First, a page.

Demographics are a huge part of the decision making process. A poorly placed business will most likely fail before it even gets going. Inadequate facilities may be counterproductive to success. Finding the right balance between location and customer base can be a challenge.

Your car wash manufacturing company should be able to help you perform studies on demographics and environmental impact, or direct you to someone who can. They will help you settle into your business, offer suggestions, provide maintenance, service equipment, and help you expand when business booms.


Carwash Equipment Terms

Acid – An important chemical additive due to its capability to react with alkalies or bases in water to produce salts.
 
Boom – The arm extension holding the hose and nozzle assembly for washing vehicles in a self service car wash bay; the boom could be mounted either to a bay wall for 180° or to the bay ceiling for 360° mobility.
 
Centrifugal Separator – Apparatus that removes big particles of dirt out of the flow of reclaim water flow.
 
Cloth Friction Wash – The use of wash material on the surface of the vehicle for dirt removal.

Correlator – Can be found at the beginning of the conveyor in an automatic drive in car wash. It is the system of rollers that aligns the vehicle wheel with the conveyor.

Detergency – The capability to remove or clean soil. Typically, detergency is relative to the action of a cleaning medium like detergent, soap, alkaline salt or a mixture.
 
Dissolved Solids – Particles of dirt or other debris too fine to be visible in water.

Digital Control System (DCS) – Calculates information determined by eyes/sensors and activates proper stations and phases of the wash as needed.
 
Exterior Wash – A phrase that refers to a car wash service that only cleans the outside of the vehicle, typically an unattended wash without detailing services.

Eyes – Infrared sensors with a beam between them to activate the car-washing system when a vehicle enters and measure the length and width of the vehicle.

Foam – Car wash cleansing foam created by mixing chemical cleaners with water and air. Foam is usually for deep cleaning or a main wash station.

Foam Applicator – Applies foam detergent to the car for deep-cleaning, usually with adjustable nozzles.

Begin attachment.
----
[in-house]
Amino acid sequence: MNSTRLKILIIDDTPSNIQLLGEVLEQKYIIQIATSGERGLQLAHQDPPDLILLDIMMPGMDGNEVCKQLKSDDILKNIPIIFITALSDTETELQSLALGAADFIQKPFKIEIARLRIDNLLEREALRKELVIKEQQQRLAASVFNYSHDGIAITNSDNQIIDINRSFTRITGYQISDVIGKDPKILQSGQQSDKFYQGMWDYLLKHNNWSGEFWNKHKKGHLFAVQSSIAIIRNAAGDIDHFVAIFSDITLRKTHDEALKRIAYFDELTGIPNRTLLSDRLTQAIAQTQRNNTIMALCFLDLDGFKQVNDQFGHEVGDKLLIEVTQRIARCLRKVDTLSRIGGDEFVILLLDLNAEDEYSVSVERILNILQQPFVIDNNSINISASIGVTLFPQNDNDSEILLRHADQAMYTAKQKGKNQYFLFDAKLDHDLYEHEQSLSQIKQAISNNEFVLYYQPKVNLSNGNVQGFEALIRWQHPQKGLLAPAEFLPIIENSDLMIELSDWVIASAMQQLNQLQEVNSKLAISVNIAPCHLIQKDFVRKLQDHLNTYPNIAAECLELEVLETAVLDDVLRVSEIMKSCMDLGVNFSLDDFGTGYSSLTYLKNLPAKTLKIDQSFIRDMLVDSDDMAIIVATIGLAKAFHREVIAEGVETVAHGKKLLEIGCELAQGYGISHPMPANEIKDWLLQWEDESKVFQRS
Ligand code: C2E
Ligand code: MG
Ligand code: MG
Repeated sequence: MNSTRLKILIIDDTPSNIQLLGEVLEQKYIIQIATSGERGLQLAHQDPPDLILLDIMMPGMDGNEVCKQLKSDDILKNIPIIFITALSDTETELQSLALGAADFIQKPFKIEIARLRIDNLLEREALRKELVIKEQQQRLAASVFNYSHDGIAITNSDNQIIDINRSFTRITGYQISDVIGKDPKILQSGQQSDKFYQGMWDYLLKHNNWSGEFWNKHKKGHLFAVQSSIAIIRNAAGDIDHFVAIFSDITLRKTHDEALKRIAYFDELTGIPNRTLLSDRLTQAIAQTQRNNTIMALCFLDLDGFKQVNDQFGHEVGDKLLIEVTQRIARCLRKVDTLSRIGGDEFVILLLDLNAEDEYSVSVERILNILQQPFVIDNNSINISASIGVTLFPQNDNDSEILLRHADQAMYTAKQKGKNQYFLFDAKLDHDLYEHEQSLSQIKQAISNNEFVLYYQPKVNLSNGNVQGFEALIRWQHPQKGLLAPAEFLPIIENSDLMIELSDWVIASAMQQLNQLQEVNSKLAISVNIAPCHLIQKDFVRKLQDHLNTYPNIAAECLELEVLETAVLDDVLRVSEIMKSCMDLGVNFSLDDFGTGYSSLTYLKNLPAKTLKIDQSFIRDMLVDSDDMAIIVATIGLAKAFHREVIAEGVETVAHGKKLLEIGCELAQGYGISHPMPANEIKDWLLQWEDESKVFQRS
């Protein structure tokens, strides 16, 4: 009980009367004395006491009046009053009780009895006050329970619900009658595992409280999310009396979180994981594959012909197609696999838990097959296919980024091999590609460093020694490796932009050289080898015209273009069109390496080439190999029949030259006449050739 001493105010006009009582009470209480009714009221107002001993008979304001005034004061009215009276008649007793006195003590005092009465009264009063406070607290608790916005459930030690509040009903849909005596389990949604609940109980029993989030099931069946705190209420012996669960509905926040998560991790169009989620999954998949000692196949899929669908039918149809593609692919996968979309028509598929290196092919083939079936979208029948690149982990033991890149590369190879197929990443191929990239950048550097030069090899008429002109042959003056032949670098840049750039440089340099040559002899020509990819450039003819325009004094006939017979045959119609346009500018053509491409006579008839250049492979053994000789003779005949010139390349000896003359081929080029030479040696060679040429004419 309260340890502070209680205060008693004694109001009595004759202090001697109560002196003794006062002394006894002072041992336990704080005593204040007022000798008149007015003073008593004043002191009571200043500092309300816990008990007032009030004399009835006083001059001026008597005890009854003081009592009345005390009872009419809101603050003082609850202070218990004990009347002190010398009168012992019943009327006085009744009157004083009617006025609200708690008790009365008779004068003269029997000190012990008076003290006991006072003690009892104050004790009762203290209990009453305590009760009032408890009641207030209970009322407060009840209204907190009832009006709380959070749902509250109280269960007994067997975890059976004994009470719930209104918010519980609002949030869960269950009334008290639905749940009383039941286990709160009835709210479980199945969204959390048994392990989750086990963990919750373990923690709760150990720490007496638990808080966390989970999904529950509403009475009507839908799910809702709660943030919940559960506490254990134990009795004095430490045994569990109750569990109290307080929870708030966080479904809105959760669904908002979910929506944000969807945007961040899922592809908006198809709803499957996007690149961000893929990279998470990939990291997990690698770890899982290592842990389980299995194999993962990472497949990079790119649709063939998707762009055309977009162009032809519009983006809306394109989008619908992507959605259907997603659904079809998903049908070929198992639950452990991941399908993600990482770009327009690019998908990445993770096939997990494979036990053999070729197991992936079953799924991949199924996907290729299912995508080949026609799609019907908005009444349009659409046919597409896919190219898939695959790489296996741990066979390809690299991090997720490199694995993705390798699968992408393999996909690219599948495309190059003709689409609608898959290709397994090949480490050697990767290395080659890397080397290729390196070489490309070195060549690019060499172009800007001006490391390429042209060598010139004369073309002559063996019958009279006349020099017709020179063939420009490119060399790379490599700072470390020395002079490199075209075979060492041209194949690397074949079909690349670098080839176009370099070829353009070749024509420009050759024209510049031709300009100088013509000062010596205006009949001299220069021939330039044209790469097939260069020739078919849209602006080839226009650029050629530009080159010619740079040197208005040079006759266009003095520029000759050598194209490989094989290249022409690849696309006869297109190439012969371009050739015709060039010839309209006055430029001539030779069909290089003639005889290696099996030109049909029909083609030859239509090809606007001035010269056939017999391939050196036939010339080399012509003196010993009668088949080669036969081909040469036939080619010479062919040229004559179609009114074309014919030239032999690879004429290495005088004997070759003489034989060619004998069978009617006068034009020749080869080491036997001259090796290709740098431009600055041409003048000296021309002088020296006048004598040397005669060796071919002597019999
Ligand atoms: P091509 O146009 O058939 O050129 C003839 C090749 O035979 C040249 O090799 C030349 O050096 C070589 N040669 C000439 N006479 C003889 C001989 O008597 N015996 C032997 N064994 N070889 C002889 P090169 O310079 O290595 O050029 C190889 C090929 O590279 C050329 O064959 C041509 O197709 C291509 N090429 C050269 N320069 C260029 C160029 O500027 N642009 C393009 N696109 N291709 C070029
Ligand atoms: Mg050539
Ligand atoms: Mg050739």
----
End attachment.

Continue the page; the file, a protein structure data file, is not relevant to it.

High-Pressure Washers – A system of rotating water jets, arranged like a pinwheel, that spray concentrated streams of water onto the car. Often used on the lower portion of the vehicle to remove mud, dirt and salt.

Mitter Curtain – Long strips of cloth that hang from the top of the tunnel in a car wash and are usually motorized to move up and down the vehicle. They clean the hood, roof and trunk.

Motor Control Center – Enclosed area housing the switching, starters and overload protection equipment used in a complete car wash system to run the different motors on various machines.

Pre-Soak – A solution that is sprayed over the car in the initial wash stage to wet the vehicle before detergents are added and to loosen dirt and oil.
 
Rinse Arch – Nozzles arranged on an arch that use clean water to remove whatever residue is left after the wash.

Scrubbers – Large cylinders that rotate rapidly (anywhere from 100 to 500 rpm) to spin the hundreds of small cloth strips attached to them.

Tire Applicators – Nozzles, near the ground, which spray the tires with a solution designed to remove brake dust and brighten the black rubber of the tire.

Undercarriage Wash Applicator – Device to deliver high volumes of wash water to the underside of vehicles to remove mud and salt. Can also be used as a rust inhibitor applicator.

Wax – Usually applied by an arch, forms water-resistant coating on vehicle for shine, polishing and protection. Sometimes applied in foam form or liquid.

Wrap-Around Washers – Type of scrubber on short booms that move around to the front and rear of the vehicle.